How to Play 'Eruption' by Van Halen with Chris Zoupa

author: Chris Zoupa date: 04/11/2014 category: soloing
rating: 9.3 / votes: 18 
How to Play 'Eruption' by Van Halen with Chris Zoupa
Tuning: Eb Ab Db Gb Bb Eb (Eb Standard)

I've always loved Eddie Van Halen. When I was a little whipper snapper I remember hearing this solo and thinking it was impossible and inhuman… Now an older, wiser and more… Shall we say "weathered" musician, I've finally grasped this amazing guitar piece. You'll need a guitar with a whammy/tremolo bar, have a good grasp of pentatonics, legato and of course have an understanding of tapping, at least at a rudimentary level. There's a link at the bottom of the article to the tab and my YouTube lesson, but I also wanted to break this solo down, section by section.

Section 1 Tips

For the first section get your self acquainted with this "A" minor blues pentatonic with an extra flat 5th and a cheeky accidental major 7th.


This shape/scale is used in this solo to do some simple pentatonic wailing with some bends and legato. What I found to be most problematic was the pulloffs in the very quick 5 note lick. (see excerpt below)


After the 3 note lead in we're looking a 5 note pattern played 4 times, then a quick pulloff of 3 notes. The tricky part is getting a triplet when rolling through the 8-5-0 pull off on the second string, then following that up with a jump from the 3rd string to the 1st. I practiced it by playing a down pick on the 2nd and 3rd string and finishing on the up pick on the 1st. It's not a natural or particularly comfortable lick, so you may need to mess around with picking direction to see what suits you.

Section 2 Tips

The next section deals with some pretty "Satrianiesque" legato. (see excerpt below)


After the 3 leading triplet notes, the 4 legato groups we'll look aren't identical note for note… They do however have the same phrasing and hammer on and pulloff emphasis. All 4 groups start with an ascending hammer into 2 rolling pulloffs, then end on 7th fret of the 4th/D string. This little phrase is a fantastic exercise to improve your legato. If you are anything like me when I started learning legato, I had strong hammers and very weak/quiet descending pulloffs. I would strongly urge you to add a this lick and descending legato exercises into your practice regime if you wish to become a legato boss!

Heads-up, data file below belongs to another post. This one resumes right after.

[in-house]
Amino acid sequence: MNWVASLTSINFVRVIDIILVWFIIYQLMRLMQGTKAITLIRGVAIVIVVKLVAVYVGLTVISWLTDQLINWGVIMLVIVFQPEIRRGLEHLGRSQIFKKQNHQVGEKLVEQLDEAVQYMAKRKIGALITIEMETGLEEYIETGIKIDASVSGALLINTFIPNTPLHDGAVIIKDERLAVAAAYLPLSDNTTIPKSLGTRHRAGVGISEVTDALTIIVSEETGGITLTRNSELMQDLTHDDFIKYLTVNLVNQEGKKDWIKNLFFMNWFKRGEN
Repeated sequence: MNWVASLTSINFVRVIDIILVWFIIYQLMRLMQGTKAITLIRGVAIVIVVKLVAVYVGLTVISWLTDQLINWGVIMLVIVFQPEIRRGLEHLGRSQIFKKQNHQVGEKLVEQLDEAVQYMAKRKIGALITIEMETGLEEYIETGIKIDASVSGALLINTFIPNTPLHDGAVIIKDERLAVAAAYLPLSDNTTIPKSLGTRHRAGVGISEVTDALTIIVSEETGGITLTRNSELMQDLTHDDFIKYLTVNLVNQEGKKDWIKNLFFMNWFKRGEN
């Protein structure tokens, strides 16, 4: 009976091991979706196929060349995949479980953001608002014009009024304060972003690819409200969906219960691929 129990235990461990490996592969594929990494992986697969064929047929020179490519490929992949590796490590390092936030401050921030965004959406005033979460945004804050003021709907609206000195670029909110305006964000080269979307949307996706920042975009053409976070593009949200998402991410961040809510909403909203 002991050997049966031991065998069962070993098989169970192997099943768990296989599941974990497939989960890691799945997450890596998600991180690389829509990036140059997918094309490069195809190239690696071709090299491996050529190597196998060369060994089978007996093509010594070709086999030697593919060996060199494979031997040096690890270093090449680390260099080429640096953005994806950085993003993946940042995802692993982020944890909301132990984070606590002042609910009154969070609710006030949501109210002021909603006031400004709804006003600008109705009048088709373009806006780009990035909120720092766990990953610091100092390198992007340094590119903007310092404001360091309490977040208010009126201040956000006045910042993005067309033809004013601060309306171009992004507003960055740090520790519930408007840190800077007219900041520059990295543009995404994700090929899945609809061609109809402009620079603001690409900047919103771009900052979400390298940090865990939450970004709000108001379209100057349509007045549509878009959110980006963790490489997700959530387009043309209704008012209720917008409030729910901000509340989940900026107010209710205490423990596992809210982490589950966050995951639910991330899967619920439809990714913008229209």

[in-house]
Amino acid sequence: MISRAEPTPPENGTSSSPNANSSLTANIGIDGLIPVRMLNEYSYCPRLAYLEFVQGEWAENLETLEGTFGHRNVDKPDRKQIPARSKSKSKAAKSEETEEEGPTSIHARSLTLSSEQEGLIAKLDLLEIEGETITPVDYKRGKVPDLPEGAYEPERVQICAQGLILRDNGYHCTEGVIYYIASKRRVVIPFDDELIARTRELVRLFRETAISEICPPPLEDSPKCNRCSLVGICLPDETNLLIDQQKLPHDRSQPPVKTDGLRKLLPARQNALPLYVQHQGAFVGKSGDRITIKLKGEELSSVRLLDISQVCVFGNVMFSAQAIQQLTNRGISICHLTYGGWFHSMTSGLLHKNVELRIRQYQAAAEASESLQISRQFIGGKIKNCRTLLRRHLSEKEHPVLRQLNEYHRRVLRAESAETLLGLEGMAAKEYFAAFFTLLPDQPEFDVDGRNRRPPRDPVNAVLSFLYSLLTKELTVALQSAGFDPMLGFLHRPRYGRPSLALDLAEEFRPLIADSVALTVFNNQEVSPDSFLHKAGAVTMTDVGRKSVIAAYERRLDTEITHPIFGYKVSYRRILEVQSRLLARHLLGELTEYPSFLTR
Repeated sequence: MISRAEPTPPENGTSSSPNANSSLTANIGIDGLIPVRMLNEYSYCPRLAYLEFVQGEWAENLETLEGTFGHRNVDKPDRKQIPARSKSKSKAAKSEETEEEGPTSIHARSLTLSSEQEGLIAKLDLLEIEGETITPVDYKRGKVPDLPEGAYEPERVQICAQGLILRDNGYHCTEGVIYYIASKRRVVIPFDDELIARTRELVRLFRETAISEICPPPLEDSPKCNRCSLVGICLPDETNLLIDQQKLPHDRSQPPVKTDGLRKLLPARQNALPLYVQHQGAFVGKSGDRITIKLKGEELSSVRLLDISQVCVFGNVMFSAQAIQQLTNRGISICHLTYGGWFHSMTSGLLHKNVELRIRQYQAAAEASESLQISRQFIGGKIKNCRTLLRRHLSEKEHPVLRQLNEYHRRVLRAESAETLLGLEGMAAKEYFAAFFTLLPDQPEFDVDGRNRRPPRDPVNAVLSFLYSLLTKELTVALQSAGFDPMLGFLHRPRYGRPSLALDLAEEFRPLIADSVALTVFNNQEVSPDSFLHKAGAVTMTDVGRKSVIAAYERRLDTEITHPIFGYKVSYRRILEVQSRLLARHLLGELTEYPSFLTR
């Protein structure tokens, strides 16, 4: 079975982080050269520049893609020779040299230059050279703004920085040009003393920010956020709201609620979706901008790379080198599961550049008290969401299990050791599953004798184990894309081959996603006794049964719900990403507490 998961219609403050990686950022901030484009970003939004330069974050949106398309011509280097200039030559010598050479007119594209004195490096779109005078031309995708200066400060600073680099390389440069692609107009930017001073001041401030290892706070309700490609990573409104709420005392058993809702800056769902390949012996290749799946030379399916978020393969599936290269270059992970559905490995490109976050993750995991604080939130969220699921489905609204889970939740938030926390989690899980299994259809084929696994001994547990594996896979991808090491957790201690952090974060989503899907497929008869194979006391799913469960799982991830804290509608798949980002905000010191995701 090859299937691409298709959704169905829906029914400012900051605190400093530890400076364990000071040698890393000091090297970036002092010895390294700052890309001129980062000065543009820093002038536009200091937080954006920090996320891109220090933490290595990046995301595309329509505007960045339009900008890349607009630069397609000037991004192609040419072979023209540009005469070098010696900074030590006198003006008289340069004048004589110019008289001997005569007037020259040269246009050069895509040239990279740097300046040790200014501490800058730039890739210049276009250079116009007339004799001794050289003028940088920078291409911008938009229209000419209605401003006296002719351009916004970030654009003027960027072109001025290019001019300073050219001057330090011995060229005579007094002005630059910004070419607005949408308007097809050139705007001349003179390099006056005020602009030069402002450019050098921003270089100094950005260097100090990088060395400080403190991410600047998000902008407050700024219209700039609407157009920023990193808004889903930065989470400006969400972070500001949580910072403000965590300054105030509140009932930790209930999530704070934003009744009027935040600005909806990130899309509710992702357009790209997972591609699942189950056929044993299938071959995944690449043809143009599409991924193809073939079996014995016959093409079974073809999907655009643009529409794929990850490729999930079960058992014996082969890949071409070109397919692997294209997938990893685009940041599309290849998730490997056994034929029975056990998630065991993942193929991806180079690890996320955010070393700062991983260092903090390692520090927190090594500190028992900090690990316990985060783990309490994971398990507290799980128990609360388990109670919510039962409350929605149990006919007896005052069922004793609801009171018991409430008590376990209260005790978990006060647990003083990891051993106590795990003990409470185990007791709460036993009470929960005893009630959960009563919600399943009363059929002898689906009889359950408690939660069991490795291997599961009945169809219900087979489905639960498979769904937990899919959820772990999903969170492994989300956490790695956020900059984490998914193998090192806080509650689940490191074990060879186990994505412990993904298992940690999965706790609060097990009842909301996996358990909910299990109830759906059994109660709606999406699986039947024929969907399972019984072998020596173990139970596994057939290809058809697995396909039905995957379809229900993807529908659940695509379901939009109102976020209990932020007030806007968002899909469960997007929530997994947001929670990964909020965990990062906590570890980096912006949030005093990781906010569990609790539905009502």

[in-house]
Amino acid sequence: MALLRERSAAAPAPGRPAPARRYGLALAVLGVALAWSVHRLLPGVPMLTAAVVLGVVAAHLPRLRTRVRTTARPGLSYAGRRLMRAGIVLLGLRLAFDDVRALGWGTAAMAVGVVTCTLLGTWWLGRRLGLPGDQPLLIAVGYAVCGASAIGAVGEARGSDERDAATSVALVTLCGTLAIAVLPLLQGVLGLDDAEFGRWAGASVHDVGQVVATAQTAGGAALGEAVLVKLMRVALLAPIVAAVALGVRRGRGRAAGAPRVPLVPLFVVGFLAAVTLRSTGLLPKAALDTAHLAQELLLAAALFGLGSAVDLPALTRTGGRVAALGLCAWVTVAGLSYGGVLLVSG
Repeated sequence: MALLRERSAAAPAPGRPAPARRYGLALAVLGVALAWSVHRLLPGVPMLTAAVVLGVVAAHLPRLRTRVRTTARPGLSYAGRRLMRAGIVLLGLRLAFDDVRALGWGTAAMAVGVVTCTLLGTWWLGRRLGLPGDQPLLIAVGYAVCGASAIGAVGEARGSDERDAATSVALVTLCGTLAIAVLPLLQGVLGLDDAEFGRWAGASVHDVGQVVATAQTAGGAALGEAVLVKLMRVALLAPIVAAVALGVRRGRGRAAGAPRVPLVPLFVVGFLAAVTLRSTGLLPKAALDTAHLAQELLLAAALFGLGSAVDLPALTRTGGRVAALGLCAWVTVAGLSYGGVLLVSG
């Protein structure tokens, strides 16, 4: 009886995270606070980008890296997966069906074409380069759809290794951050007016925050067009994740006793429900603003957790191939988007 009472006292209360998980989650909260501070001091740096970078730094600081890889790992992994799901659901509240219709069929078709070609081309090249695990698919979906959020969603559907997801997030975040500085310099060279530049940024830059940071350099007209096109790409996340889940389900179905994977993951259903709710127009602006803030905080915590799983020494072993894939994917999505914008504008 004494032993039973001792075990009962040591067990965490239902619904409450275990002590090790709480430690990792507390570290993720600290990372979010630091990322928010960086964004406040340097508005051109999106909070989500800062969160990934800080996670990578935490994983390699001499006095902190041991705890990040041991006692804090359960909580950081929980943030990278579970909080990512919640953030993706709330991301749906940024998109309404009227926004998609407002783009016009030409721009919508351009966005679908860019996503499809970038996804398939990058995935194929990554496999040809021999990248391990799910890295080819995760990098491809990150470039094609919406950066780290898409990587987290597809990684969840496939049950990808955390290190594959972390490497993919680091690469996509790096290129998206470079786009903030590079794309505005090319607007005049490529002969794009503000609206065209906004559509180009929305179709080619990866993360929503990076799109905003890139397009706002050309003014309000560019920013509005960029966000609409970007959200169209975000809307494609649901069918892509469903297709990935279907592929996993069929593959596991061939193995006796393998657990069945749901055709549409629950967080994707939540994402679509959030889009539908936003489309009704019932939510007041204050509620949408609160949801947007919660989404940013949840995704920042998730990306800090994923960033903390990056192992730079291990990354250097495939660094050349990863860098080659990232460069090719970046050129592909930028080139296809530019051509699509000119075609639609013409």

Section 3 Tips

The third section starts off with some bending and wailing in a pentatonic with a couple of Dorian moments thrown in there. The weirdest part for me to figure out was a slide into a shred run with some obscure shapes. (see excerpt below)


This isn't physically that hard to play, but I hadn't ever seen these shapes in succession in any diatonic scales before. Just be wary that it's unfamiliar and get used to the weird shift from the 2nd string to the 1st.

Section 4 Tips

This section is relatively fast tremolo/speed picking. Let's have a look at a small chunk of it. (see excerpt below)


Even though this sounds quite fast and shreddy, there's still a bit of a triplet groove to it. If you're using the tab or my video with this section, try to learn the whole melody as single notes, then add the triplet feel later. Although it's quite fast, try to maintain a relaxed picking hand and keep you alternate picking controlled and bouncing (or jolly) in triplets.

Section 5 Tips

This section nearly destroyed me. Eddie chucks some weird pulloffs and trills in here! (see excerpt below)


The initial pulloffs from 5th fret of the 3rd/G string gets quite manageable with practice. The 2nd bar deals with 3 triplets that have a legato emphasis in some unpredictable places. You'll want to pick the 1st and 3rd note of every triplet in this situation. Take it slowly as it does feel a little bit unnatural and counter intuitive.

Section 6 + 7 Tips

These are the sections we've all been waiting for but… In my honest opinion these are the most manageable. Let's take a look at one bar from these sections. (see excerpt below)


The majority of these tap sequences are basic 3 note arpeggios. Generally its a minor 1 3 5 or 1 3 6, or a major triad and in a few cases a diminished triad. The good news is it's all on one string and more often then not we're working in groups of 8 or 6 and 2. One really important thing to keep in mind is that the tap goes first, then once the tap is pulled off we reveal a pointer finger on the fretting hand. After that you can hammer on to either your ring or pinky finger in accordance with what is more comfortable/sensible for you.

This is a redonk song/solo but is a must for all electric guitar shred enthusiasts.

Have fun with it guys and happy shredding!

Check out tab here.


By Chris Zoupa
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